• Increased productivity: Self-driving, intelligent machines are an inevitable evolution of the legacy mechanization within the E&C industry. Apart from sheer speed and accuracy, such machines have the advantage of being able to be deployed in ways that would be too dangerous for human workforces. 

  • Offsite Prefab construction: It is possible to reduce construction costs and impact schedules radically, using offsite fabrication of elements which are then put together at the project site. For instance, AI-controlled machines, both at the prefab end and the project premises can be easily coordinated to render the basic structural essentials using a modular approach. Human workforces can then add details and infrastructure such as HVAC, plumbing and electrical systems. 

  • Risk Mitigation: With multiple workforce teams involved – several of which are subcontracted – risk mitigation can be a challenge in the construction industry. AI can enable powerful ongoing analysis, allowing priorities to be assigned to tasks as they become a risk. Real-time data gathered through IoT deployments can further reduce risk through anticipatory intervention. 

  • Leveraging data and breaking silos: The E&C industry consists of a very wide array of processes, teams and third-party inputs. Integrating and optimizing such a diverse set of variables introduces very significant advantages. As IoT technologies permeate the industry more and more, the possibilities to achieve this integration through an appropriate suite of AI algorithms are on the rise every day.

The sheer possibilities for capital, resource and process optimization that AI can bring to the construction industry constitutes an irresistible argument. However, the benefits go beyond mere process control. The ability of AI to consider a very significantly higher number of solutions for an issue can spark a new age of innovation in an industry that has hitherto relied on the proven credibility of established practices and procedures. AI has the potential to not just enhance these legacy methodologies, it can completely transform the very nature of the solutions and designs that the industry adopts for its internal processes and the structures it delivers to its customers.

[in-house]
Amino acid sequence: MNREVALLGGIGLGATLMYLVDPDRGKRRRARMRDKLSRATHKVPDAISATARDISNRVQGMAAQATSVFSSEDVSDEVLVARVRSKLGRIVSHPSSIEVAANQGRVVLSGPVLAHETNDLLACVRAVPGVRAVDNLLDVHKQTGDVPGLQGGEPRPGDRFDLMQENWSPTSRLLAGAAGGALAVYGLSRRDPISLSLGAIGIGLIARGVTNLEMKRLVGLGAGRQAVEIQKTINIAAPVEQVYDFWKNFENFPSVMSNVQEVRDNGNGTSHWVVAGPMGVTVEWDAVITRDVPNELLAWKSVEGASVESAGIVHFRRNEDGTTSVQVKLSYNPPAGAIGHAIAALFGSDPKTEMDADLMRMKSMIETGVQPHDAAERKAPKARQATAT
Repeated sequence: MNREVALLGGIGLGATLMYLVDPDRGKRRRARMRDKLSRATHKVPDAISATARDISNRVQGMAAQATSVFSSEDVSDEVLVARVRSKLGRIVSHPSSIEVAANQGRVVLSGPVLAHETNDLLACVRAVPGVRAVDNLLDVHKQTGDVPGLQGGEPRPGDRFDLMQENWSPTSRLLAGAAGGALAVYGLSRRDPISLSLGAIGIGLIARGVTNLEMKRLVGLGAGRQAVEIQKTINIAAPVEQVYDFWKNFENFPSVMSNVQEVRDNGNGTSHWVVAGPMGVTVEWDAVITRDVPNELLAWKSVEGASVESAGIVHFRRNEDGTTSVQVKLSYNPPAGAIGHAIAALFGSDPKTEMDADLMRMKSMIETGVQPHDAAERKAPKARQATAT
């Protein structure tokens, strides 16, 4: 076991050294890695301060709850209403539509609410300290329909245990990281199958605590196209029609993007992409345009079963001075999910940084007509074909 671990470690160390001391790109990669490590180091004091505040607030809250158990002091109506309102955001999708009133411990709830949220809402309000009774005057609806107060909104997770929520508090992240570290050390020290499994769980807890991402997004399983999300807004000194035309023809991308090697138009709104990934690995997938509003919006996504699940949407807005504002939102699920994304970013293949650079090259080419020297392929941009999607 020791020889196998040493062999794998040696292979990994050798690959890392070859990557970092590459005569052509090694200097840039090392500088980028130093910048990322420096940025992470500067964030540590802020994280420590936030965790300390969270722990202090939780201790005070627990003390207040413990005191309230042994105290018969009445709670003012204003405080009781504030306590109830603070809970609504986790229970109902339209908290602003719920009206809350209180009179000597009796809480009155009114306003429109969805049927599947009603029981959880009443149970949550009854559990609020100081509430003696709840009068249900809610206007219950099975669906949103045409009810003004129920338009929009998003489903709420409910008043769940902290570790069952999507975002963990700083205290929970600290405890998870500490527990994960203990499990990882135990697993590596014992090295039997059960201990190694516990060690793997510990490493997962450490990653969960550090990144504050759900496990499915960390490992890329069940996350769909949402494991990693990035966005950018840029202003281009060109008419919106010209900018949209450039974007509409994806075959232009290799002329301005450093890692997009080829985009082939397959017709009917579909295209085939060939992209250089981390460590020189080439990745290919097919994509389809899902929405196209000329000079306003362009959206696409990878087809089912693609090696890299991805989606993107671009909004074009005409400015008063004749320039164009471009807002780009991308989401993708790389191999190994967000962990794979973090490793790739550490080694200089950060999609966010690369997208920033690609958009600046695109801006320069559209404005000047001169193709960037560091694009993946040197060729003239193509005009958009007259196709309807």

Conclusion


The construction industry brings together a diverse range of stakeholders, high-pressure stakes and very specific and targeted outcomes. While mechanization has increased efficiencies and productivity in the industry for several decades now, AI holds the key to truly dramatic recruitment of that machinery.


1 Anastasios Koutsogiannis. “Artificial Intelligence: The Future of Construction.” GenieBelt, 7 Mar. 2019, geniebelt.com/blog/artificial-intelligence-the-future-of-construction.

2 “Artificial Intelligence: Construction Technology’s Next Frontier.” McKinsey & Company, Apr. 2018, www.mckinsey.com/industries/capital-projects-and-infrastructure/our-insights/artificial-intelligence-construction-technologys-next-frontier.